The Kinect is mandatory, and can’t be turned off: Welcome your new motion sensing, Xbox One overlord
The most frustrating things about the press event for the Xbox One were Microsoft’s inability to accurately answer even basic information about its own hardware and services, and the presentation of conflicting information. There were many times during a quiet moment when I shared notes with other writers, and found we had been told contradictory details about the system.
Take, for instance, the new and improved Kinect hardware. I was given a demonstration of its power and accuracy, and the new technology is certainly impressive, but I had a simple question: Would the system be able to operate without the Kinect hooked up? In other words, if I wanted to use the system with only a controller and didn’t connect the motion sensing device at all, would the Xbox One still work?
“We’ve today announced that we’re selling them together. I’m not sure if we’re sharing details about what happens when you unplug them,” Scott Evans, Microsoft's Kinect program manager told the Report.
First, that’s the worst kind of PR answer. The sane response is that yes, the system should be able to operate fine without the Kinect attached. But of course this is Microsoft, and no one can seem to figure out what’s going on with the features of the system. Everyone is being given different answers.
I told him I was a little freaked out that he couldn’t answer such a simple question.
“I think it’s a policy decision, we’re not going to discuss it,” he replied. I pressed him: Could he go out on a limb and say that the system will turn on without the Kinect plugged in? “I don’t know what the policy is going to be yet, so I’m not commenting.”
It’s not a worthless question. When moving the console from room to room, I don’t want to worry about the Kinect, and the whole thing gives me the heebie jeebies. “We have a combination of processing in the sensor, and the console. Even when the console is turned off, the sensor can listen for ‘Xbox On’ and wake up the console,” Evans said. I’m not sure I like the idea of a piece of hardware that’s hooked up in my living room listening to me on an ongoing basis.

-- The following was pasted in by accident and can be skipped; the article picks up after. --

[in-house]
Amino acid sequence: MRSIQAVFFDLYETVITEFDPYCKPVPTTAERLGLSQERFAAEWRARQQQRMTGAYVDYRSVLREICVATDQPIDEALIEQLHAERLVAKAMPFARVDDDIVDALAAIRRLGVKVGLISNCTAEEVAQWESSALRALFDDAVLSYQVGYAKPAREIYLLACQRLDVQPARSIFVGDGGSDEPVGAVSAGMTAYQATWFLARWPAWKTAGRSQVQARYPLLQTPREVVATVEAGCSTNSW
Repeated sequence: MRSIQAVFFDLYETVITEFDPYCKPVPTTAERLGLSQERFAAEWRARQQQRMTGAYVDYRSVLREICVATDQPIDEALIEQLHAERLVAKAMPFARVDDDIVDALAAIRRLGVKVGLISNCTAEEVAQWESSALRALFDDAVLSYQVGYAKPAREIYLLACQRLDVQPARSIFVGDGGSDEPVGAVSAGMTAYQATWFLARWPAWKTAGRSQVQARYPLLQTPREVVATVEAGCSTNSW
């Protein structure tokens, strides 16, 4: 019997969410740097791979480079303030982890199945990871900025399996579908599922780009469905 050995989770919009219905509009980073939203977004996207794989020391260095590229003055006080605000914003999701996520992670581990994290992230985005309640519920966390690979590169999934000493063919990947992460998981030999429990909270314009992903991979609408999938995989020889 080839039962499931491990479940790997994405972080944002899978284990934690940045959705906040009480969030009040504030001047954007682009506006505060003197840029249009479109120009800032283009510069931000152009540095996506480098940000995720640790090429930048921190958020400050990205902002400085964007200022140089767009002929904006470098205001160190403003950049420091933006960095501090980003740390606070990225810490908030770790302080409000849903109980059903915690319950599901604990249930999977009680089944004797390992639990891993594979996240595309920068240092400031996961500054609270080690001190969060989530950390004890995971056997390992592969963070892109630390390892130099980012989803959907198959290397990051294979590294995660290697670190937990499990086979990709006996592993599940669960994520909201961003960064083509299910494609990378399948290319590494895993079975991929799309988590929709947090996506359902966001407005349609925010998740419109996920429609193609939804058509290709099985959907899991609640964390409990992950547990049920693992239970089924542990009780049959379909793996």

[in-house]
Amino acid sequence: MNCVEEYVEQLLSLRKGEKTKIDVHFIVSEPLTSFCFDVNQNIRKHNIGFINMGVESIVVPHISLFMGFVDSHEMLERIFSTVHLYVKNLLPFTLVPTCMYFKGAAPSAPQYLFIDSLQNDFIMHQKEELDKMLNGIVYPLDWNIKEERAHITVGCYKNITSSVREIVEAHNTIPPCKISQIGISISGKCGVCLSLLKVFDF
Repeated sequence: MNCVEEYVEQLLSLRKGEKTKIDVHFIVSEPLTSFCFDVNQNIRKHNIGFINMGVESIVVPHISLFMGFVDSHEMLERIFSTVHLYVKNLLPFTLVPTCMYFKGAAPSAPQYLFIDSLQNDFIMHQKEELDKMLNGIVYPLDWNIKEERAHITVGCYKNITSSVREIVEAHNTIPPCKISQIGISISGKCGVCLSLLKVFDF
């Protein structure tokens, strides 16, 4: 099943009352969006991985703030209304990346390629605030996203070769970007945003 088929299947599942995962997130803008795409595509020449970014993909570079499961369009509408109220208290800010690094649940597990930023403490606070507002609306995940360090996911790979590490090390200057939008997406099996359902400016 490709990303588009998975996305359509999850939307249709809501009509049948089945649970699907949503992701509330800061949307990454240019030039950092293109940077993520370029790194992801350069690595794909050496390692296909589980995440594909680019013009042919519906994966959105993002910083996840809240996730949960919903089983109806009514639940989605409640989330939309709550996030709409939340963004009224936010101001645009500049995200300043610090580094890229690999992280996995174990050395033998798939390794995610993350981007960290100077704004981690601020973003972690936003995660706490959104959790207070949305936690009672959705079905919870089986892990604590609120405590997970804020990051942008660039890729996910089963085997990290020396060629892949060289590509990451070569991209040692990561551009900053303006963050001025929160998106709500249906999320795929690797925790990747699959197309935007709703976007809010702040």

It turns out that other sources in Microsoft are stating that the Kinect does have to be connected for the system to function. Look at this article, featuring a quote from Xbox's UK marketing director Harvey Eagle.
“Kinect does require to be connected to Xbox One in all cases, yes,” he said. Asked whether the Xbox One will accommodate people who perhaps play in their bedroom rather than their living room, Eagle replied: “Yes, absolutely. We use the living room almost as a moniker - that's where we assume the best screen is in the house. But if you like to play in any other room in the house, the Xbox One will deliver the same quality of experience whatever the environment.”
So it sounds like the Kinect is mandatory. You can’t unplug it, you can’t turn it off, and you won’t be able to buy an Xbox One without the added cost of the motion sensing peripheral. It's always on, at least on some level. Listening to you. Waiting to be told to wake up.
So what happens if the Kinect breaks, is the entire system now useless? It's one thing to create a production that's so useful and compelling that we want to use it, but quite another to say you can't interact with the system at all unless the peripheral is connected. Microsoft wants to control how you use your system, and this is just another step toward that goal.
If you didn't like the Kinect before, too bad. You don't have a choice.